Resolve to set goals this year
It’s that time of year again; the gym is packed, there’s a line for the treadmill, and every swim lane is taken. But, come February, the crowds will have lessened and, by March, you’ll be able to hear a pin drop in the weight room as the lure of warm weather and happy hours trumps the stuffy fitness center and protein shakes.
If you are one of the 45 percent of Americans who set New Year’s Resolutions, you should know that, on average, only eight percent of people who make resolutions successfully achieve them. But don’t let that statistic discourage you; a few simple changes can put you on the path to success.
As the saying goes, the road to hell is paved with good intentions, and that’s exactly what a resolution is: a good intention. A resolution is a course of action that has been decided on, but deciding to do something is not the same thing as actually doing it.
To increase your chances of success, resolve to set goals instead. Goals are the measurable results within a fixed time frame toward which effort is directed. In other words, goals are specific, measurable, attainable, realistic and timely.
For example, among the top ten New Year’s Resolutions for 2012, according to statisticbrain.com, are losing weight, getting organized, and learning something exciting. The vagueness of such a resolution is sure to be a contributing factor in its failure. Instead, the goal should be specific and measurable such as, “I will lose five pounds by June,” “I will sign up for a snowboarding lesson this month,” or “This week, I will buy a shoe rack for my closet.”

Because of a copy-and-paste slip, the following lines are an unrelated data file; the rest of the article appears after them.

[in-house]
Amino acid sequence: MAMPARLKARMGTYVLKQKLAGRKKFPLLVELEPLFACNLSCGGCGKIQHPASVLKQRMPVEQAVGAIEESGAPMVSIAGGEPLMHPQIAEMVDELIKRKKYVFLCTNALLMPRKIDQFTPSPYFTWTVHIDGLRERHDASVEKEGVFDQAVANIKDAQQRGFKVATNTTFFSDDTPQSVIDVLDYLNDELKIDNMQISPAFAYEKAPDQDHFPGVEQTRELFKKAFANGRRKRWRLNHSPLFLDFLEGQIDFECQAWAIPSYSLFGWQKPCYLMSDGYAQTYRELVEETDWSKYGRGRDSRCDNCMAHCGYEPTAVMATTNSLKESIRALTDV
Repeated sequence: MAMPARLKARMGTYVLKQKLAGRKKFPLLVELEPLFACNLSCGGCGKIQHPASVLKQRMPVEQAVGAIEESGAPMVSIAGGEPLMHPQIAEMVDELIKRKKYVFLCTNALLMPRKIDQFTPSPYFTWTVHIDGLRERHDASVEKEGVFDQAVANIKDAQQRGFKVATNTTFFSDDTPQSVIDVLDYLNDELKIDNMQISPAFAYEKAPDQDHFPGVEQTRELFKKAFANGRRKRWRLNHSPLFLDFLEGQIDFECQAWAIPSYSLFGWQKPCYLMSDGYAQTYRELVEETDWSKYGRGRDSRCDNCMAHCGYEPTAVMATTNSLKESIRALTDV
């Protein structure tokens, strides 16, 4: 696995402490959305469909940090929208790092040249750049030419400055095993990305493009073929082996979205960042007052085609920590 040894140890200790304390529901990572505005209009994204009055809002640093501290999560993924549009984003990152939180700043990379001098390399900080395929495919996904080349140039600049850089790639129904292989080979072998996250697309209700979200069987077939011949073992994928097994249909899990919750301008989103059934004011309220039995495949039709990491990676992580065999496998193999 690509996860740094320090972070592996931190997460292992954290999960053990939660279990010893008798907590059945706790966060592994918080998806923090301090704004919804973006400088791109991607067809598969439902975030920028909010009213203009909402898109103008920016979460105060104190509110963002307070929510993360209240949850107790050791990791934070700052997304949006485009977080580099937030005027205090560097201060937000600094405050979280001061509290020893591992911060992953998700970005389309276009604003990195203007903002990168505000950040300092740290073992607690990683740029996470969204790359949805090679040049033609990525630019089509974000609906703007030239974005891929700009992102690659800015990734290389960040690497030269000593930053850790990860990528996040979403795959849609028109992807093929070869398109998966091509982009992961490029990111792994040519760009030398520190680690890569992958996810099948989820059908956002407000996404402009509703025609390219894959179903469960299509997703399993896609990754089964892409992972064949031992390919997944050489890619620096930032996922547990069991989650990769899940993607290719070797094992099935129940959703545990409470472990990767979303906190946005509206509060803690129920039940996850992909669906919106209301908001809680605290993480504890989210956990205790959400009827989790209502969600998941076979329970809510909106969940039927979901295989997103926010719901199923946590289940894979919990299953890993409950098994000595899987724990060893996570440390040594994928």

Another way to ensure success is to focus on one goal at a time. Create a specific list of goals for the year and choose the one that is most important to you. Once you've achieved this goal, it’s time to tackle the next one.
Writing down your goals will boost your chances of success, as will enlisting a partner or a support group. If you want to run a 5K this spring, write your goal on a sticky note and post it on your bathroom mirror, schedule time for training, and highlight the race date on the family calendar. By running with a partner or joining a running group, you’ll not only have someone to hold you accountable, but someone to share the journey with, which will likely make the process more rewarding and enjoyable.
Another helpful tip is to focus on the positive by structuring your goals around what you will do instead of what you won’t do. For instance, instead of saying “I won’t eat junk food,” try phrasing it as “I will eat more vegetables,” and then strategically post reminders in the places where temptation lurks. A note on the freezer door that reads “choose carrots” may be just the thing to keep you from reaching for that pint of Ben & Jerry’s.